Celebrating International Youth Day 2015

Incorporating the principles of intergenerational equity into significant international processes in 2015 is crucial.

Growing inequality, extreme poverty and the threat of climate change bring into focus the fact that the actions (or inactions) of the present generation can jeopardise the rights and wellbeing of generations yet to be born. This should hasten the need for responses that enhance equity between generations.

Young people and future generations matter. They hold a legitimate interest in the outcome of ongoing negotiations in both the climate and development processes. Their concerns extend beyond the lifetimes of the people setting international policies and yet those policies will ultimately determine whether the world in which they live out their lives offers opportunities in terms of quality of life, personal safety and equity.

Incorporating the principles of intergenerational equity into two significant international processes taking shape in 2015, the new climate agreement and the Post-2015 Development Agenda, requires an approach that considers a combination of strategies – some specific to these processes individually, and some to enhance the standing of intergenerational  equity more broadly within international dialogue:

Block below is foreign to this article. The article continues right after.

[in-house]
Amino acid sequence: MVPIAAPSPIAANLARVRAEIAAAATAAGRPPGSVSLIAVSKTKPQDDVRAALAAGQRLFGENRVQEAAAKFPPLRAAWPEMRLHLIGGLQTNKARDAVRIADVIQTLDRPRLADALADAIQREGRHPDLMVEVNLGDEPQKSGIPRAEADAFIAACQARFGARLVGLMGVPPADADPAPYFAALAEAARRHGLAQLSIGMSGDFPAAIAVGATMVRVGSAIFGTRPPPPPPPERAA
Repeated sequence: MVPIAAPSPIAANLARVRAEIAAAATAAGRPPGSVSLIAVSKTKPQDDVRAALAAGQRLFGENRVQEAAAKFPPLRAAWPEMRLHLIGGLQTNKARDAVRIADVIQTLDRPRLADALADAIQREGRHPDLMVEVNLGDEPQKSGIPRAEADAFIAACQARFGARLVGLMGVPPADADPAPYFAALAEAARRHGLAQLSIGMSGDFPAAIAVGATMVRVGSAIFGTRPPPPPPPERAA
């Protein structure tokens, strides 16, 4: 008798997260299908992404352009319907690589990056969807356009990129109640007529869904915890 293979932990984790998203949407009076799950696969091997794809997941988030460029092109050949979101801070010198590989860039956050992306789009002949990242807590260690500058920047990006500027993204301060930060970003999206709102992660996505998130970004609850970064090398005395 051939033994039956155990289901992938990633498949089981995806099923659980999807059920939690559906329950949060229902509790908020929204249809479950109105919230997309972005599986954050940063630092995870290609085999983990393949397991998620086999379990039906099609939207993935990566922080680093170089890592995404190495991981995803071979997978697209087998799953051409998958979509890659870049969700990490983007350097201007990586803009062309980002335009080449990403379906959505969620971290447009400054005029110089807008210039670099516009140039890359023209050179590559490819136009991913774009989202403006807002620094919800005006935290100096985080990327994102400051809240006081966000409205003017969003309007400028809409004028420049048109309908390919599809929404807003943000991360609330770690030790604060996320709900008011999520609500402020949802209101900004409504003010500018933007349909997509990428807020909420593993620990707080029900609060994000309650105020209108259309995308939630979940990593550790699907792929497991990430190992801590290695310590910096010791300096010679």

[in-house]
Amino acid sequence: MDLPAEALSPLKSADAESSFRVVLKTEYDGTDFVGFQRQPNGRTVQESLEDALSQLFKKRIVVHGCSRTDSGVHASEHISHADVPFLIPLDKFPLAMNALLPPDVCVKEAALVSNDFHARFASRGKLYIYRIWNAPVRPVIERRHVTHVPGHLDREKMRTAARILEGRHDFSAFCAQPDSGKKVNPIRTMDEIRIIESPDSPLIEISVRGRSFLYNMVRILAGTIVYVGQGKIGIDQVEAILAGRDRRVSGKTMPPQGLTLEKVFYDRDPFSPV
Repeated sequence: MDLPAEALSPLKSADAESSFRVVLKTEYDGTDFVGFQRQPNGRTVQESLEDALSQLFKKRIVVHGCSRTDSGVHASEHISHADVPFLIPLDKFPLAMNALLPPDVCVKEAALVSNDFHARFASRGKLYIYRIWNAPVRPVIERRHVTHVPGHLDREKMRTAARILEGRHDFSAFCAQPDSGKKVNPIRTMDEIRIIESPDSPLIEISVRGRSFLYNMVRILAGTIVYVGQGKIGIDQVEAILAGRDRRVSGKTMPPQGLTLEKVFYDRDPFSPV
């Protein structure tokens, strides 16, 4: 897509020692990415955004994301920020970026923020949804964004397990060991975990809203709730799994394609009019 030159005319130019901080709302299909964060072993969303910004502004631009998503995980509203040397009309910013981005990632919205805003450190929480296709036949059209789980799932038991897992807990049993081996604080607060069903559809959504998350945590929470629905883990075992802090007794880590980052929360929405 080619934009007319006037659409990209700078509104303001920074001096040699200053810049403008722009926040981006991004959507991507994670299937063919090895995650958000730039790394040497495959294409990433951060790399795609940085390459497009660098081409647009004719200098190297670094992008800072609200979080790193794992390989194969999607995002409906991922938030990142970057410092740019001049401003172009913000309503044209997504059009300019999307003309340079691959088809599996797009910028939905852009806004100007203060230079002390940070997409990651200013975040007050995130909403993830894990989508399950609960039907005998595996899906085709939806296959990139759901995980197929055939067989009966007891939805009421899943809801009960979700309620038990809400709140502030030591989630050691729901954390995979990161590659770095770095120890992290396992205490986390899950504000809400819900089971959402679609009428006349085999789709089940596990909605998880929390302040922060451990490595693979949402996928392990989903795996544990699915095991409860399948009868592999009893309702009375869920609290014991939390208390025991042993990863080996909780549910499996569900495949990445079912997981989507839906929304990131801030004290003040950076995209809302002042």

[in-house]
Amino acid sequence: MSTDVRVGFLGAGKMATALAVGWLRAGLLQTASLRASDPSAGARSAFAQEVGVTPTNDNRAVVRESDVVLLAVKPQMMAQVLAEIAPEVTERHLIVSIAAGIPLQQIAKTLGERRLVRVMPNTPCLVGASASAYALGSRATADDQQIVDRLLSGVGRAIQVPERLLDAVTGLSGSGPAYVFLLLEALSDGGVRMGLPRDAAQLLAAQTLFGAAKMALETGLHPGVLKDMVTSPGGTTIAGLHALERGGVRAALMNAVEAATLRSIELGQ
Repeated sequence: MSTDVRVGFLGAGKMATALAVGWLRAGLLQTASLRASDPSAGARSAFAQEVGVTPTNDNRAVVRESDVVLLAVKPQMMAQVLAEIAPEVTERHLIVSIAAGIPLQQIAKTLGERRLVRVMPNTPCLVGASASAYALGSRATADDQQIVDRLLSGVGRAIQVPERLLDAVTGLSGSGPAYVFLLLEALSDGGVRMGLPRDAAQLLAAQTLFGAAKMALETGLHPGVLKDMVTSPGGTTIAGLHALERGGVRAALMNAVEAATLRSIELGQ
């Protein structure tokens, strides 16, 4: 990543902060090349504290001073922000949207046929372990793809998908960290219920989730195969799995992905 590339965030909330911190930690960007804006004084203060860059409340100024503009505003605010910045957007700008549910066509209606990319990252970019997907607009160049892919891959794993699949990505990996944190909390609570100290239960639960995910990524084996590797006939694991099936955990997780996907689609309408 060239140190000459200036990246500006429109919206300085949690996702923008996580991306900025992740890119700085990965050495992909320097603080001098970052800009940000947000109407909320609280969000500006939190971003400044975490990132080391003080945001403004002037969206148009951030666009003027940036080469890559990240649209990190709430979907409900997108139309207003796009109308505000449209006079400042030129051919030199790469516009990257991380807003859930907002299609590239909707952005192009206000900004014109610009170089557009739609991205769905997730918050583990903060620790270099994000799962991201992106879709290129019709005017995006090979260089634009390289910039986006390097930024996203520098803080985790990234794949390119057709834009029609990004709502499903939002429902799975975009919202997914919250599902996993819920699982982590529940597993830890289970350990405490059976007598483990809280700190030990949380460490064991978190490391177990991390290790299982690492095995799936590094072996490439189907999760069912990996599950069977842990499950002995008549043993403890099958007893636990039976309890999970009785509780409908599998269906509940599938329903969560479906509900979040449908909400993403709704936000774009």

• Establishment of a Commission or Commissioner for Future Generations at an International Level
  • Strengthening Youth Participation in both processes
  • Incorporation of Intergenerational Equity indicators into the Sustainable Development Goals
  • Incorporation of Intergenerational Equity into the Intended Nationally Determined Contributions (INDCs) equity review.

Our  generation is the first to really understand the impacts of climate change and we are the last who can address it before too much damage is done. Those of us who are alive today must recognise how much power we have over those who are yet to come and we must use that power equitably.

To mark the occasion of International Youth Day 2015, the Foundation published this position paper on intergenerational equity on 12 August 2015:

“Meeting the needs of Future Generations – Applying the principle of intergenerational equity to the 2015 processes on climate change and sustainable development” 

Find out more about intergenerational equity

Watch Mary Robinson discussing “climate justice” with the audience at the One Young World Summit 2014

Watch The Elders debate with young people on climate change issues: “How do you speak truth to power? (Mary Robinson and Kofi Annan)

Watch Marvin Nala, a youth activist with Greenpeace China, speak about climate justice:

Related Links

Read Prof Henry Shue’s essay on Sharing the Benefits and Burdens of Climate Change Equitably

One Young World Summit Celebrating Youth Leadership

The Effective Participation by Young People in Climate Policy Decision-Making is Vital for Climate Justice